The remarkable life story of the man who inspired the film Hotel Rwanda
Readers who were moved and horrified by Hotel Rwanda will respond even more intensely to Paul Rusesabagina's unforgettable autobiography. As Rwanda was thrown into chaos during the 1994 genocide, Rusesabagina, a hotel manager, turned the luxurious Hotel Milles Collines into a refuge for more than 1,200 Tutsi and moderate Hutu refugees, while fending off their would-be killers with a combination of diplomacy and deception. In An Ordinary Man, he tells the story of his childhood, retraces his accidental path to heroism, revisits the 100 days in which he was the only thing standing between his “guests” and a hideous death, and recounts his subsequent life as a refugee and activist.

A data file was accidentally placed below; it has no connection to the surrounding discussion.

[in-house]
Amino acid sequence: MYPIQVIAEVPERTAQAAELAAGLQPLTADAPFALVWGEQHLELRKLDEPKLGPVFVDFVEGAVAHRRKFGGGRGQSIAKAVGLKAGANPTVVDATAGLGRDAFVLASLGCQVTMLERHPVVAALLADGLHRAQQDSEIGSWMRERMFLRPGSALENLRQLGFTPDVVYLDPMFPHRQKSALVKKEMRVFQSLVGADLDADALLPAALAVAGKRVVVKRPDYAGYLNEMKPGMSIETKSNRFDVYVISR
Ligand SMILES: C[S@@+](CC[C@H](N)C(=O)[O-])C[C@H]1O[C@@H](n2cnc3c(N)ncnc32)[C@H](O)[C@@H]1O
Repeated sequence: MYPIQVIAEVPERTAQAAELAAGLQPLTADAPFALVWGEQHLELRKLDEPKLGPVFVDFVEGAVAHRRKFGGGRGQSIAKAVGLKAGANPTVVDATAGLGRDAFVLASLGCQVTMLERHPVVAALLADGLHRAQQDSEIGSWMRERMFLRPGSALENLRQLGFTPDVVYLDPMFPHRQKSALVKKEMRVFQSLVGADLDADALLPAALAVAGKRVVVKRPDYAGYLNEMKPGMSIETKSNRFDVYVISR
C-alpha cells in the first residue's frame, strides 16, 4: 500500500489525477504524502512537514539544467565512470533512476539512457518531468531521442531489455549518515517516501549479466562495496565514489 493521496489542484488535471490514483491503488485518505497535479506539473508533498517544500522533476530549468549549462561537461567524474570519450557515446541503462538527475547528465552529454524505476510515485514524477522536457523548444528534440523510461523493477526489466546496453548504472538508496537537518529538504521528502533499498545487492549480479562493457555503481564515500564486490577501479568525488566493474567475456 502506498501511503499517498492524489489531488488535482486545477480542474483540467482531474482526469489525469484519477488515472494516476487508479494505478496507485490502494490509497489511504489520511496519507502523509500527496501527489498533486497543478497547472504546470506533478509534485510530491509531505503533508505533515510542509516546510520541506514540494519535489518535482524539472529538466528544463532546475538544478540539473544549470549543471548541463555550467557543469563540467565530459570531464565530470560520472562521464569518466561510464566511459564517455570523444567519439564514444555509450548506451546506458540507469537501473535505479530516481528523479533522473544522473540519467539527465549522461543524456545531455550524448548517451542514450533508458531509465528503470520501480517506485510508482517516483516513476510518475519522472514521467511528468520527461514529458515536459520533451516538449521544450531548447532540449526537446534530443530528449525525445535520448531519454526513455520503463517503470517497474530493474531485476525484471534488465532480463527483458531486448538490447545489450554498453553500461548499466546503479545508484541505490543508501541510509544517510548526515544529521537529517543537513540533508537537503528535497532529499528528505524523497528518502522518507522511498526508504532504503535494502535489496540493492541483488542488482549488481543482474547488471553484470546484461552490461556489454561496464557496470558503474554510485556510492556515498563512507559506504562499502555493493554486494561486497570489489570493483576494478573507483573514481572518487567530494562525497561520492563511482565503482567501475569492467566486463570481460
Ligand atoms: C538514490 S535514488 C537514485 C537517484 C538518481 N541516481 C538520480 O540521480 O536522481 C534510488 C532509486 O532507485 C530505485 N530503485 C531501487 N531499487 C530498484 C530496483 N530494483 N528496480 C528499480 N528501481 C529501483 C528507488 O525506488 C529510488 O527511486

For former hotel manager Paul Rusesabagina, words are the most powerful weapon in the human arsenal. For good and for evil, as was the case in the spring of 1994 in Rwanda. Over 100 days, some 800,000 people were slaughtered, most hacked to death by machete. Rusesabagina-inspiration for the movie Hotel Rwanda-used his facility with words and persuasion to save 1,268 of his fellow countrymen, turning the Belgian luxury hotel under his charge into a sanctuary from madness. Through negotiation, favor, flattery and deception, Rusesabagina managed to keep his "guests" alive another day despite the homicidal gangs just beyond the fence and the world's failure to act. Narrator Hoffman delivers those words in a stirring audio performance. With a crisp African accent, Hoffman renders each sentence with heartfelt conviction and flat-out becomes Rusesabagina. The humble hotel manager not only illuminates the machinery behind the genocide but delves into Rwanda's complex and colorful cultural history as well as his own childhood, the son of a Hutu father and Tutsi mother. Hoffman successfully draws out the understated elegance of Rusesabagina's simple and straightforward prose, lending the story added vividness. This tale of good, evil and moral responsibility winds down with Rusesabagina visiting a church outside Kigali where thousands were massacred and where a multilingual sign-cloth now pledges, "Never Again." He once more stops to consider words, the ones he worries lack true conviction-like those at the church-as well as the ones with the power to heal. For the listener, the words of Paul Rusesabagina won't soon be forgotten. Simultaneous release with the Viking hardcover. (Apr.) Copyright 2006 Reed Business Information.